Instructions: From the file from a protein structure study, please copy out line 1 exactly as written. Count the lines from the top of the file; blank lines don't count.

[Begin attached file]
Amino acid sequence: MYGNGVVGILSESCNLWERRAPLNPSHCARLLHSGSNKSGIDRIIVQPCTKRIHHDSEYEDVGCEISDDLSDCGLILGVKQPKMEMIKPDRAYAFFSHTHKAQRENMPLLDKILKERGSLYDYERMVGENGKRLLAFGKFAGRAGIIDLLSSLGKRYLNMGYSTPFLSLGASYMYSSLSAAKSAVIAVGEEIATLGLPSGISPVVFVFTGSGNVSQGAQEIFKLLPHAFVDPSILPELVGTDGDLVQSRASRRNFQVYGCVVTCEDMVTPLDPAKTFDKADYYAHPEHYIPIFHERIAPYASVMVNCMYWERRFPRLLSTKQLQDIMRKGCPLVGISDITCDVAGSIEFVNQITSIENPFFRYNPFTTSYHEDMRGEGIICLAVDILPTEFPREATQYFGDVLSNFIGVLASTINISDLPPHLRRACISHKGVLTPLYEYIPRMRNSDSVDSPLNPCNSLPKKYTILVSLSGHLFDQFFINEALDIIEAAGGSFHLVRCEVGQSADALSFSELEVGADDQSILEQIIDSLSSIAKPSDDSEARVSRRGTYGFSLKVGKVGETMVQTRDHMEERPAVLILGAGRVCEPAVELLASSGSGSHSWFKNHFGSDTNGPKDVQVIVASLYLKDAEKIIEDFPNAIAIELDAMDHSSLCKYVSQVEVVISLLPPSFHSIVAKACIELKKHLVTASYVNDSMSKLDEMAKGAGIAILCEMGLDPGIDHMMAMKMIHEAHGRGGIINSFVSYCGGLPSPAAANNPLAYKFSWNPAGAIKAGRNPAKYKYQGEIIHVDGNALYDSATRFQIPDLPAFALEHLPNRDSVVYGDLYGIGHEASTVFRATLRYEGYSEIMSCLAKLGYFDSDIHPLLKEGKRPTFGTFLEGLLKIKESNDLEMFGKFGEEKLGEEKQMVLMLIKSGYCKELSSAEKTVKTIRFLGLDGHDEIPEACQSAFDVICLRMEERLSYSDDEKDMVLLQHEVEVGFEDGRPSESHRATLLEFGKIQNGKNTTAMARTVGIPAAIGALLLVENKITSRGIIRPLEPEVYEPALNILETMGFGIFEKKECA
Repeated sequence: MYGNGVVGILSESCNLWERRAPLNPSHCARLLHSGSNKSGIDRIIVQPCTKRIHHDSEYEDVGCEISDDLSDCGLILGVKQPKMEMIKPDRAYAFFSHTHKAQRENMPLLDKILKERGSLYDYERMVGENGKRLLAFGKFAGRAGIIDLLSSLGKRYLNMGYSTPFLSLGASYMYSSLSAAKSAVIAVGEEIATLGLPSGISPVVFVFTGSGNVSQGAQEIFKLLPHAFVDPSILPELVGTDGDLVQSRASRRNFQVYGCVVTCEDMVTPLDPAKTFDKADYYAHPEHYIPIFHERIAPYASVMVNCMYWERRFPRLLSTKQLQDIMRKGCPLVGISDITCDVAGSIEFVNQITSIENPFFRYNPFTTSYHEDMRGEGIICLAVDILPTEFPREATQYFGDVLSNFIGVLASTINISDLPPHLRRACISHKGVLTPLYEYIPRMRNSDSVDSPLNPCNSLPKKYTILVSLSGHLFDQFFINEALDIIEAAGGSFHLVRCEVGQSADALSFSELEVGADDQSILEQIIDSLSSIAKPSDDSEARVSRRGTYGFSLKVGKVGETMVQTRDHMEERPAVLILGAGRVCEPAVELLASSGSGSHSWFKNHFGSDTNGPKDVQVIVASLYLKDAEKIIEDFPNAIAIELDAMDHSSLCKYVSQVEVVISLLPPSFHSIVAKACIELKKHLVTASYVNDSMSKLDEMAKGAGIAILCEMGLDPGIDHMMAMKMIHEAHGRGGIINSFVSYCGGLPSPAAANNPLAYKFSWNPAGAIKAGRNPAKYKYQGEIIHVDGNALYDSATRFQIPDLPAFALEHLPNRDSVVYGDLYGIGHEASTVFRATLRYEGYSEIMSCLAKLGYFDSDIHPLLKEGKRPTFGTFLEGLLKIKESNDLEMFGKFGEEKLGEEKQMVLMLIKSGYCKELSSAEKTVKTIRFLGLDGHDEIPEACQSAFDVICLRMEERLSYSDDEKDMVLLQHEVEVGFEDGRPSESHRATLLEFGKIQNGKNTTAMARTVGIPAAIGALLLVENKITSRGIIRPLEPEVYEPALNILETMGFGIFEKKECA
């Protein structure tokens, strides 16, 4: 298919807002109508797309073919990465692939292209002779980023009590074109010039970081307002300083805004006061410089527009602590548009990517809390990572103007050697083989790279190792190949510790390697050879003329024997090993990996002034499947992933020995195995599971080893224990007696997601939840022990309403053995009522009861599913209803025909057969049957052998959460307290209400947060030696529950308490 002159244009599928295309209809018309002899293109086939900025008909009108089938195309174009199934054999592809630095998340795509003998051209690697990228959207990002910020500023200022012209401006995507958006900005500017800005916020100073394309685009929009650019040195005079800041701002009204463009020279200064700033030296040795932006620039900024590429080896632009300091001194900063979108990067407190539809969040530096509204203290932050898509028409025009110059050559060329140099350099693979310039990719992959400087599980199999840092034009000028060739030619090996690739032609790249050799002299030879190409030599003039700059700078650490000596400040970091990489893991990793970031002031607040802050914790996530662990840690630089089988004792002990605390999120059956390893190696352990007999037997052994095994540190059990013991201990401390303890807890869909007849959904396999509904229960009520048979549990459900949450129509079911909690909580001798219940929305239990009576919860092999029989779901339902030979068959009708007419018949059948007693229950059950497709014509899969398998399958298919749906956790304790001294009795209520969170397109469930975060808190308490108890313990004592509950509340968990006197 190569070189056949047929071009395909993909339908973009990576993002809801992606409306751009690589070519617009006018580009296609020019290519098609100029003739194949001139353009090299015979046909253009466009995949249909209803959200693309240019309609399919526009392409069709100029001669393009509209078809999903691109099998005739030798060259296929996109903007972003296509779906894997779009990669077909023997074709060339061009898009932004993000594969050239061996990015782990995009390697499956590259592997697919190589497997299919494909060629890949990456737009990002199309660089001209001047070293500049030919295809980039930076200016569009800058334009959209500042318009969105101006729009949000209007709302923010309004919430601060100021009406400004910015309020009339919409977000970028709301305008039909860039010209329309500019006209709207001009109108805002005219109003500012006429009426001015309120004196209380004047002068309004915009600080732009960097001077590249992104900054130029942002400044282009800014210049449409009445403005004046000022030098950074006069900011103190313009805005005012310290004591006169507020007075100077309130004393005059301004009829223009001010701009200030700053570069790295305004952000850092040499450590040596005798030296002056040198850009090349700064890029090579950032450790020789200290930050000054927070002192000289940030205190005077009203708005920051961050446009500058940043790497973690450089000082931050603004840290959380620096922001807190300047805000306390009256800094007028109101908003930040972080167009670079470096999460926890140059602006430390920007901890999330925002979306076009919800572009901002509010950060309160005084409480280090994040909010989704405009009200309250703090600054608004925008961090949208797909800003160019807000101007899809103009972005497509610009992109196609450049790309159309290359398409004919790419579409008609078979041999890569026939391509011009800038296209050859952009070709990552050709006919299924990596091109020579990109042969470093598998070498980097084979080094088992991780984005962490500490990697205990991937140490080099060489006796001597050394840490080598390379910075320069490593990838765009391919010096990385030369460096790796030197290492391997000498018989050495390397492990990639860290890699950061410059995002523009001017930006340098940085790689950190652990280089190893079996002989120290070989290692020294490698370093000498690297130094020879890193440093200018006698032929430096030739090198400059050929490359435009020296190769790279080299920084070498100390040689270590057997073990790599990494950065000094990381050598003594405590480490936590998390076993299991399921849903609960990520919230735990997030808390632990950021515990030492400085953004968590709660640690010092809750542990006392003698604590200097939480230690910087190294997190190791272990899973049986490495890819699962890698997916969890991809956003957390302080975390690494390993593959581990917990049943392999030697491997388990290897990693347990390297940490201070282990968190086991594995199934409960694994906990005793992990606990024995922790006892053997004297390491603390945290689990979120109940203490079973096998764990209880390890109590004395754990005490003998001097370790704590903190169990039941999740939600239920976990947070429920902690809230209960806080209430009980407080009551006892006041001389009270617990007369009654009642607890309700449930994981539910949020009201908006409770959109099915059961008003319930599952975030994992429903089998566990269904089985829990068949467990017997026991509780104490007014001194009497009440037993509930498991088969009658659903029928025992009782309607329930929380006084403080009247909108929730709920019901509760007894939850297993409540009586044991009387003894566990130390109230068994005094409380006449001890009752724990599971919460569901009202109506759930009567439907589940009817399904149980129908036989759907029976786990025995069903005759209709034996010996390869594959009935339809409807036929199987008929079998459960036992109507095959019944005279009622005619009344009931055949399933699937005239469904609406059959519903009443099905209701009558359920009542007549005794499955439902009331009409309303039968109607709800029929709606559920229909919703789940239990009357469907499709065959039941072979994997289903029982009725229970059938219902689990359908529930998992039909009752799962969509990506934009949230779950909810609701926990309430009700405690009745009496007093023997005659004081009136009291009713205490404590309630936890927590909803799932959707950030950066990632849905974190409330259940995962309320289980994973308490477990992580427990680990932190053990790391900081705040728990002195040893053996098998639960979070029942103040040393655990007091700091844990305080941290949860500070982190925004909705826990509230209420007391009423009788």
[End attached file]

Amino acid sequence: MYGNGVVGILSESCNLWERRAPLNPSHCARLLHSGSNKSGIDRIIVQPCTKRIHHDSEYEDVGCEISDDLSDCGLILGVKQPKMEMIKPDRAYAFFSHTHKAQRENMPLLDKILKERGSLYDYERMVGENGKRLLAFGKFAGRAGIIDLLSSLGKRYLNMGYSTPFLSLGASYMYSSLSAAKSAVIAVGEEIATLGLPSGISPVVFVFTGSGNVSQGAQEIFKLLPHAFVDPSILPELVGTDGDLVQSRASRRNFQVYGCVVTCEDMVTPLDPAKTFDKADYYAHPEHYIPIFHERIAPYASVMVNCMYWERRFPRLLSTKQLQDIMRKGCPLVGISDITCDVAGSIEFVNQITSIENPFFRYNPFTTSYHEDMRGEGIICLAVDILPTEFPREATQYFGDVLSNFIGVLASTINISDLPPHLRRACISHKGVLTPLYEYIPRMRNSDSVDSPLNPCNSLPKKYTILVSLSGHLFDQFFINEALDIIEAAGGSFHLVRCEVGQSADALSFSELEVGADDQSILEQIIDSLSSIAKPSDDSEARVSRRGTYGFSLKVGKVGETMVQTRDHMEERPAVLILGAGRVCEPAVELLASSGSGSHSWFKNHFGSDTNGPKDVQVIVASLYLKDAEKIIEDFPNAIAIELDAMDHSSLCKYVSQVEVVISLLPPSFHSIVAKACIELKKHLVTASYVNDSMSKLDEMAKGAGIAILCEMGLDPGIDHMMAMKMIHEAHGRGGIINSFVSYCGGLPSPAAANNPLAYKFSWNPAGAIKAGRNPAKYKYQGEIIHVDGNALYDSATRFQIPDLPAFALEHLPNRDSVVYGDLYGIGHEASTVFRATLRYEGYSEIMSCLAKLGYFDSDIHPLLKEGKRPTFGTFLEGLLKIKESNDLEMFGKFGEEKLGEEKQMVLMLIKSGYCKELSSAEKTVKTIRFLGLDGHDEIPEACQSAFDVICLRMEERLSYSDDEKDMVLLQHEVEVGFEDGRPSESHRATLLEFGKIQNGKNTTAMARTVGIPAAIGALLLVENKITSRGIIRPLEPEVYEPALNILETMGFGIFEKKECA